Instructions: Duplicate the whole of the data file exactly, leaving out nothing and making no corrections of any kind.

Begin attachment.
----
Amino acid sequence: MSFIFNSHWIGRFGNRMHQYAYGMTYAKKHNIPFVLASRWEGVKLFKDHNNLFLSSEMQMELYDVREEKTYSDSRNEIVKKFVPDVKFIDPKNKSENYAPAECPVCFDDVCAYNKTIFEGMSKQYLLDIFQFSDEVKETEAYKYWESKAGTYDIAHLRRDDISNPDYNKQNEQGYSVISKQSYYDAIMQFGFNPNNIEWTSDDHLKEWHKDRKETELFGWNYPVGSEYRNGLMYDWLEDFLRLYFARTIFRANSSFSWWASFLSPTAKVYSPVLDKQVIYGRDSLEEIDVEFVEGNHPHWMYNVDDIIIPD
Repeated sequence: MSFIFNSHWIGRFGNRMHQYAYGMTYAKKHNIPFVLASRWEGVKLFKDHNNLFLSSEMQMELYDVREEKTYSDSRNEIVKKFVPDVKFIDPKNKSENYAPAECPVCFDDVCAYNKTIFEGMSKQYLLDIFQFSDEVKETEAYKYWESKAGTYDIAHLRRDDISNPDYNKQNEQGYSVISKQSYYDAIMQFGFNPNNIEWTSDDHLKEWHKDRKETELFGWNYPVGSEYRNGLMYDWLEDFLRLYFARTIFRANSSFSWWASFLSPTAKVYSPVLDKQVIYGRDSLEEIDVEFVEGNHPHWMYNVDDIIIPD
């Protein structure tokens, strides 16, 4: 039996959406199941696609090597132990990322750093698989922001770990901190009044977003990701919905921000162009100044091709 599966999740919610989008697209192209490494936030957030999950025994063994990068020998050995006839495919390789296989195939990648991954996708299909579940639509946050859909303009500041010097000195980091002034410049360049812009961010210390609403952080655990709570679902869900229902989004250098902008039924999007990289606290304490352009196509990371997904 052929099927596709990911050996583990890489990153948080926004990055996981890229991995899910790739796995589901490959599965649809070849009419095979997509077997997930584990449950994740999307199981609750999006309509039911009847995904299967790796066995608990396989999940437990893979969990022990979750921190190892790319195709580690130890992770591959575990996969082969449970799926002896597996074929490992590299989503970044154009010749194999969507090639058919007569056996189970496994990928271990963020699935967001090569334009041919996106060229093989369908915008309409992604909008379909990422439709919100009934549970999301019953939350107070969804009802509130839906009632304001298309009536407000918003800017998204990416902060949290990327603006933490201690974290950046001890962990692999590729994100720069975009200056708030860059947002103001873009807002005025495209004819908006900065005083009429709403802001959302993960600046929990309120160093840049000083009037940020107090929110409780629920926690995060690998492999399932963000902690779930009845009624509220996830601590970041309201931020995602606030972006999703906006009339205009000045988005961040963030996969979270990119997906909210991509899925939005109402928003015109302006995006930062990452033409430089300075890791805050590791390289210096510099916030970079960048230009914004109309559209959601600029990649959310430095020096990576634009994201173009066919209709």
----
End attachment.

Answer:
Amino acid sequence: MSFIFNSHWIGRFGNRMHQYAYGMTYAKKHNIPFVLASRWEGVKLFKDHNNLFLSSEMQMELYDVREEKTYSDSRNEIVKKFVPDVKFIDPKNKSENYAPAECPVCFDDVCAYNKTIFEGMSKQYLLDIFQFSDEVKETEAYKYWESKAGTYDIAHLRRDDISNPDYNKQNEQGYSVISKQSYYDAIMQFGFNPNNIEWTSDDHLKEWHKDRKETELFGWNYPVGSEYRNGLMYDWLEDFLRLYFARTIFRANSSFSWWASFLSPTAKVYSPVLDKQVIYGRDSLEEIDVEFVEGNHPHWMYNVDDIIIPD
Repeated sequence: MSFIFNSHWIGRFGNRMHQYAYGMTYAKKHNIPFVLASRWEGVKLFKDHNNLFLSSEMQMELYDVREEKTYSDSRNEIVKKFVPDVKFIDPKNKSENYAPAECPVCFDDVCAYNKTIFEGMSKQYLLDIFQFSDEVKETEAYKYWESKAGTYDIAHLRRDDISNPDYNKQNEQGYSVISKQSYYDAIMQFGFNPNNIEWTSDDHLKEWHKDRKETELFGWNYPVGSEYRNGLMYDWLEDFLRLYFARTIFRANSSFSWWASFLSPTAKVYSPVLDKQVIYGRDSLEEIDVEFVEGNHPHWMYNVDDIIIPD
């Protein structure tokens, strides 16, 4: 039996959406199941696609090597132990990322750093698989922001770990901190009044977003990701919905921000162009100044091709 599966999740919610989008697209192209490494936030957030999950025994063994990068020998050995006839495919390789296989195939990648991954996708299909579940639509946050859909303009500041010097000195980091002034410049360049812009961010210390609403952080655990709570679902869900229902989004250098902008039924999007990289606290304490352009196509990371997904 052929099927596709990911050996583990890489990153948080926004990055996981890229991995899910790739796995589901490959599965649809070849009419095979997509077997997930584990449950994740999307199981609750999006309509039911009847995904299967790796066995608990396989999940437990893979969990022990979750921190190892790319195709580690130890992770591959575990996969082969449970799926002896597996074929490992590299989503970044154009010749194999969507090639058919007569056996189970496994990928271990963020699935967001090569334009041919996106060229093989369908915008309409992604909008379909990422439709919100009934549970999301019953939350107070969804009802509130839906009632304001298309009536407000918003800017998204990416902060949290990327603006933490201690974290950046001890962990692999590729994100720069975009200056708030860059947002103001873009807002005025495209004819908006900065005083009429709403802001959302993960600046929990309120160093840049000083009037940020107090929110409780629920926690995060690998492999399932963000902690779930009845009624509220996830601590970041309201931020995602606030972006999703906006009339205009000045988005961040963030996969979270990119997906909210991509899925939005109402928003015109302006995006930062990452033409430089300075890791805050590791390289210096510099916030970079960048230009914004109309559209959601600029990649959310430095020096990576634009994201173009066919209709």